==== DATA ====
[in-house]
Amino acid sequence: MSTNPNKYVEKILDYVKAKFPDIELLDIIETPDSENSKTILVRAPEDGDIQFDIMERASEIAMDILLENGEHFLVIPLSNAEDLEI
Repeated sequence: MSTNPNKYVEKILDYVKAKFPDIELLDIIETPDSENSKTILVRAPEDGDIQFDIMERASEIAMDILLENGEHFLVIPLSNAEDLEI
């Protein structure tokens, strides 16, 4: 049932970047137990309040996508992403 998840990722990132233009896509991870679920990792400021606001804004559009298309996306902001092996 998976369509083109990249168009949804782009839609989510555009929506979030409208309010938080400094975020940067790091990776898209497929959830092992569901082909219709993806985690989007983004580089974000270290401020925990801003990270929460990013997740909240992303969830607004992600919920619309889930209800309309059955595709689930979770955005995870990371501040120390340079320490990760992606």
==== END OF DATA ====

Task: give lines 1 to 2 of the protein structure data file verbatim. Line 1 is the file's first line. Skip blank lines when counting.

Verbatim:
[in-house]
Amino acid sequence: MSTNPNKYVEKILDYVKAKFPDIELLDIIETPDSENSKTILVRAPEDGDIQFDIMERASEIAMDILLENGEHFLVIPLSNAEDLEI